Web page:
A new Airport is a window to many new opportunities; let us make it happen
At the very outset, I must mention that any new infrastructure project should not be developed at the cost of the livelihoods of those who are already marginalized and economically backward. The concerns raised by the tea garden workers regarding their future after the acquisition of land for the greenfield airport in Dolu are legitimate and the administration must take all necessary measures within its powers to address their grievances and secure their future.
Having mentioned the above, we must also guard against any attempts to unnecessarily politicise the issue and scuttle the land acquisition process. At the end of the day, any project related to the development of infrastructure must come on a piece of land and therefore, the government of the day will have to acquire land for executing these projects.
Our country, unfortunately, has a very long history of politicization of land acquisition processes, where politics takes precedence much beyond the legitimate concerns of the project impacted people. The recent developments in Dolu, unfortunately, seem to indicate the same.
We all know that Barak Valley is a land desperately in need of infrastructure development. If we look back to the last few decades, we would notice that apart from the implementation of the broad gauge line in 2014 and the establishment of the central university back in 1994, the region has seen no major infrastructure development. Both these projects were also much delayed and came after years of agitations and struggles by the civil society.
In the meantime, if we analyse the list of pending and delayed projects, the list would be so long that an article of this size would be insufficient. The Silchar – Saurashtra east west corridor, the Silchar bypass, the medical college in Karimganj, the approaches to the bridges under construction on the Barak are just a few of them. Unfortunately, lack of land availability is at the heart of the delay in many of these projects as well.
In such a scenario, if the governments both at the state and central level are taking interest in establishing a new, expanded, state-of-the-art international airport, we must lap up the opportunity. Unfortunately, a section of the agitating leadership has tried to convey a message that the airport will only benefit the rich and the elite and the economically backward people will gain nothing from it.
There can be nothing farther from the truth. Apart from carrying passengers, an expanded airport will also have cargo facilities, which will allow the transfer of goods in cheaper rates within lesser time from other parts of the country. Many small businessmen, and artisans of this region will be able to ship their materials to other parts of the world and thus boost their businesses.
If the Multi-Modal Logistics Park also comes up, the airport will be vital for the transport of both men and material. Silchar is strategically located at the border with Bangladesh. A lot of trade from the Indian mainland to Bangladesh can happen via Silchar in the days to come. All these developments will create job opportunities at various levels for our youth and we won’t have to crib about the lack of government jobs in the future.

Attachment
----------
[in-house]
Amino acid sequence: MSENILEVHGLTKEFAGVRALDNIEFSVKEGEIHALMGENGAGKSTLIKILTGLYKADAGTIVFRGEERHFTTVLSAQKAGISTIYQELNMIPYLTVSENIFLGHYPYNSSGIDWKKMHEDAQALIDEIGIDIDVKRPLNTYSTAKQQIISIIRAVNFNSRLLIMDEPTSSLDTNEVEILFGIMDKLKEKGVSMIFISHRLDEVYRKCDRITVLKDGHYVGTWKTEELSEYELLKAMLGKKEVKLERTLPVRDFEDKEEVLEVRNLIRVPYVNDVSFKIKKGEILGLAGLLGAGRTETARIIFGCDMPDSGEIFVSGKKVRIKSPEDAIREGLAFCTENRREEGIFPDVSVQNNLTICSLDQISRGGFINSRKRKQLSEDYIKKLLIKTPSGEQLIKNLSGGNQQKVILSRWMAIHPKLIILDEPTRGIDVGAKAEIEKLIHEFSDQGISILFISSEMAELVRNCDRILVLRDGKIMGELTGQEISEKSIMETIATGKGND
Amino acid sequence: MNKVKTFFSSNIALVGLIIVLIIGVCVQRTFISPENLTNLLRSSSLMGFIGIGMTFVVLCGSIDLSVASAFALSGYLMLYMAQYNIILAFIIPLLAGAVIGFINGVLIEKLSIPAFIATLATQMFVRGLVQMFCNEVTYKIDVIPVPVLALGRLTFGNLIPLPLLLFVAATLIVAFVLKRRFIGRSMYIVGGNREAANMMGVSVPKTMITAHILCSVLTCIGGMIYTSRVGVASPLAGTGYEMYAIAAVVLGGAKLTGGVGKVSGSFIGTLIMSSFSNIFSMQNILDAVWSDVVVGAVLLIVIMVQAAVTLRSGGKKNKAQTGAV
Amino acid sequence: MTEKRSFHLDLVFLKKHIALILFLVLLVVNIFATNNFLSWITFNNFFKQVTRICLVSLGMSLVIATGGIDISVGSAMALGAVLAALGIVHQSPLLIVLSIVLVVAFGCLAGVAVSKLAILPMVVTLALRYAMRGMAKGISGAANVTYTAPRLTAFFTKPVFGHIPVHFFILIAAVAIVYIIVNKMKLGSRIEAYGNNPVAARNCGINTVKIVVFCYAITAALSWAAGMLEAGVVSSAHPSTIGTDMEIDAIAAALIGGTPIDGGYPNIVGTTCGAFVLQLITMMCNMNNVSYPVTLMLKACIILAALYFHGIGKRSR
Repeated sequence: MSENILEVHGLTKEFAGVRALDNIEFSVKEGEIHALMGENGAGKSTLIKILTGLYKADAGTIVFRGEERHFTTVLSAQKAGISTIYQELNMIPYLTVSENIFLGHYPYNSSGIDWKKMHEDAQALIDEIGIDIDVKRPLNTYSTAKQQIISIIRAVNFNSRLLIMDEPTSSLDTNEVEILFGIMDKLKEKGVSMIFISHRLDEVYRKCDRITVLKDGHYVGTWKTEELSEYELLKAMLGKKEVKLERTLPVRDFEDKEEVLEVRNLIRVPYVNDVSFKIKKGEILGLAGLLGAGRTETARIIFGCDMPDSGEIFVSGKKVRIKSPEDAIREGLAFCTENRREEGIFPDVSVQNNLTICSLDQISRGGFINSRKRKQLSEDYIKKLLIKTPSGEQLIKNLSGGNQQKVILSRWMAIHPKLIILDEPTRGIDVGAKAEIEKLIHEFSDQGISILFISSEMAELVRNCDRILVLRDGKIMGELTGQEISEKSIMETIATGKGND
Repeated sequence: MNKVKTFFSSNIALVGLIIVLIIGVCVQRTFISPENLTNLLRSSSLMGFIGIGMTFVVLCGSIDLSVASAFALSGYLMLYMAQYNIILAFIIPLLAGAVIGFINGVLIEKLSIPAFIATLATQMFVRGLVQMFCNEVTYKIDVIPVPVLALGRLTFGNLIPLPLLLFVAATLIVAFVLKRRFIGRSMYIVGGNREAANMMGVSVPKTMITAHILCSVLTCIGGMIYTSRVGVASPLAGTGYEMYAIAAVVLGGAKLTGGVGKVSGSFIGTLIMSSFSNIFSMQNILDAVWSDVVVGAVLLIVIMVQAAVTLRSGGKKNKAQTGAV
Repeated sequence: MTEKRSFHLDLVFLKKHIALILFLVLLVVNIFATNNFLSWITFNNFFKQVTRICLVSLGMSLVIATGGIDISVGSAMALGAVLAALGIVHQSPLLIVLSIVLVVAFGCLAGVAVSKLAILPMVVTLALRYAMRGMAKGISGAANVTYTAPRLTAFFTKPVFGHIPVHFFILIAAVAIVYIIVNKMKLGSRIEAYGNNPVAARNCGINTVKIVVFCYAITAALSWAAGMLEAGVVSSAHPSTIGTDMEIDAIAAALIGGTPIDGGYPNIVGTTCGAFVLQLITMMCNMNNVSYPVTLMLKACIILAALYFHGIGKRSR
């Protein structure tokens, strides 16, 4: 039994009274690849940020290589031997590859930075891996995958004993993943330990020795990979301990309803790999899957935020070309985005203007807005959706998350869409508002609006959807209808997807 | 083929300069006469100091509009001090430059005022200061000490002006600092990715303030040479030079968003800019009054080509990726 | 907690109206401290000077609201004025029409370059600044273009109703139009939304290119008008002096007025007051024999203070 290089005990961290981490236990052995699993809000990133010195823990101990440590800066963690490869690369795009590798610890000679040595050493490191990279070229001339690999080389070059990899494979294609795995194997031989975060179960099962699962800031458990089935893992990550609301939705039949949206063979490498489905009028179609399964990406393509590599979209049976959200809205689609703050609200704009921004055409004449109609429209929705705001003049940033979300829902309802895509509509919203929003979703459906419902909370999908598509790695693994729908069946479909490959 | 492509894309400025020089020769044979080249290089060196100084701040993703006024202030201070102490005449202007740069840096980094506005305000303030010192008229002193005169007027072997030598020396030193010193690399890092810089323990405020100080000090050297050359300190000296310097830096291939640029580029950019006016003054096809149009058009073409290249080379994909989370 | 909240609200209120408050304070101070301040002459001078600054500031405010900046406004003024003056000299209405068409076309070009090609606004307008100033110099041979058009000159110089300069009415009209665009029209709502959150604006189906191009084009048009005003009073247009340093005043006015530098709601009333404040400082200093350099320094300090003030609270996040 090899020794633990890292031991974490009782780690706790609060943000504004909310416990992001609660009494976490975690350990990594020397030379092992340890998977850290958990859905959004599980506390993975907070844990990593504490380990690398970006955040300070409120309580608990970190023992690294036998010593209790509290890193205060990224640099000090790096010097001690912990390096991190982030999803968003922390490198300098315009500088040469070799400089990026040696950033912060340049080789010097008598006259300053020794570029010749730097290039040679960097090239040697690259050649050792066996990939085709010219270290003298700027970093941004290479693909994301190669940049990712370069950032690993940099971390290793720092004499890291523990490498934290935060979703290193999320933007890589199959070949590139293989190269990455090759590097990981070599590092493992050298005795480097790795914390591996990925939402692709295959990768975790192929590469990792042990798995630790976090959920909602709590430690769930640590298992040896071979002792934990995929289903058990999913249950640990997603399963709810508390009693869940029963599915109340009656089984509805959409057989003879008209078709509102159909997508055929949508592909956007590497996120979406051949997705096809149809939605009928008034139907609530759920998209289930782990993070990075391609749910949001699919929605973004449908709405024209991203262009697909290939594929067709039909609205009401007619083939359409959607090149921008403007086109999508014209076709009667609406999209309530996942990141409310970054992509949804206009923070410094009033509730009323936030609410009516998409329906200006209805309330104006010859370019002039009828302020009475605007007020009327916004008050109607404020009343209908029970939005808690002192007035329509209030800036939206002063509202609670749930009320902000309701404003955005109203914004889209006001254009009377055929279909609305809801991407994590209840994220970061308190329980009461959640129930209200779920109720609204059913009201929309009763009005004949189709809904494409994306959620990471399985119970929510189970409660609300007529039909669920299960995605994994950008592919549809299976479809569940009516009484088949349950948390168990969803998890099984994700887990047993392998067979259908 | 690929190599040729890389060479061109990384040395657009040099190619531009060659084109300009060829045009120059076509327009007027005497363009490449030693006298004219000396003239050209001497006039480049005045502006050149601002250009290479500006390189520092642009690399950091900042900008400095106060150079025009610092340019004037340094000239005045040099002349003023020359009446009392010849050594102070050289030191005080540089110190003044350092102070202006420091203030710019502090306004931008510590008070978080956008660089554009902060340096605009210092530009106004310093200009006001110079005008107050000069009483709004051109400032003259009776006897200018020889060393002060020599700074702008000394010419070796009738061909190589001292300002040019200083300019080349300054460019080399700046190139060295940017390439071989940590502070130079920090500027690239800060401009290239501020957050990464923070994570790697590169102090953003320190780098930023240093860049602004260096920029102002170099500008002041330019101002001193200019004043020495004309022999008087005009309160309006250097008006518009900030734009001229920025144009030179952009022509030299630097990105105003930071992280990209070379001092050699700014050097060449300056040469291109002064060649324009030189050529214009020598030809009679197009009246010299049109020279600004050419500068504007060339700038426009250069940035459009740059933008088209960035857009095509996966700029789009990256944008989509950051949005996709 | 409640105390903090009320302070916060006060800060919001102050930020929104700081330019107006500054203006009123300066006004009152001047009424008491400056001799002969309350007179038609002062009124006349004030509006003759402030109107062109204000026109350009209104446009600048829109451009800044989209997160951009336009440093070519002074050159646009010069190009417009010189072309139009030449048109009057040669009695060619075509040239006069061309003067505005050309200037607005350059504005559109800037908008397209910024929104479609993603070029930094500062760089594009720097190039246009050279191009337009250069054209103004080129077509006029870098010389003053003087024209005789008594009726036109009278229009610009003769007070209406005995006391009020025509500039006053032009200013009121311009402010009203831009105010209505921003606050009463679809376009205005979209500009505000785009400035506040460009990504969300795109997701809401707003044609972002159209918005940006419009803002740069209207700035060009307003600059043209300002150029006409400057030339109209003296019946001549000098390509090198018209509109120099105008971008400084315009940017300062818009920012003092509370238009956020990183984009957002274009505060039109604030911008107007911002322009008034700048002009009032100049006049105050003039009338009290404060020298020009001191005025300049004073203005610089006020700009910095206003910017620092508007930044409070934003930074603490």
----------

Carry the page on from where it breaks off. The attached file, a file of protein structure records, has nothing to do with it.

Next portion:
Better transport infrastructure will also attract greater private investment. If the Mahasadak is also completed, then Barak Valley will boast of high-quality road, rail and air connectivity. Many industries, warehouses, and supply chains can come up here to cover adjoining areas like Tripura, Mizoram and Manipur.
We often have a grievance against the dispensation in Dispur that it gives step-motherly treatment to Barak Valley. If the land acquisition process turns into a mess and the project is delayed, the Government of Assam will definitely say that the people of the valley didn’t let this prestigious project materialise. We will have only ourselves to blame. We also know well, that any attempt to look for an alternate piece of land and repeat the process will push the entire project into complete uncertainty. In all likelihood, in that case, the new airport will never come up.
Therefore, I request the district administration of Cachar, the public representatives as well as the civil society to come together and please ensure that the future of this much-awaited project is not jeopardized. In the north of the country, especially in the national capital, I have seen how meticulously land acquisition processes are handled. In Delhi and its peripheries, the availability of land is scarce. Yet infrastructure development is not compromised.
Therefore, I am sure that a solution acceptable to all can be found if an effort is made with the right intention. Hopefully, better sense will prevail and the much-anticipated airport project will eventually come through.
The author of this article, Tomojit Bhattacharjee is Senior Deputy General Manager, Corporate Communication at Delhi Metro Rail Corporation. A former journalist of Press Trust of India, Bhattacharjee did his Masters in Mass Communication from Assam University Silchar.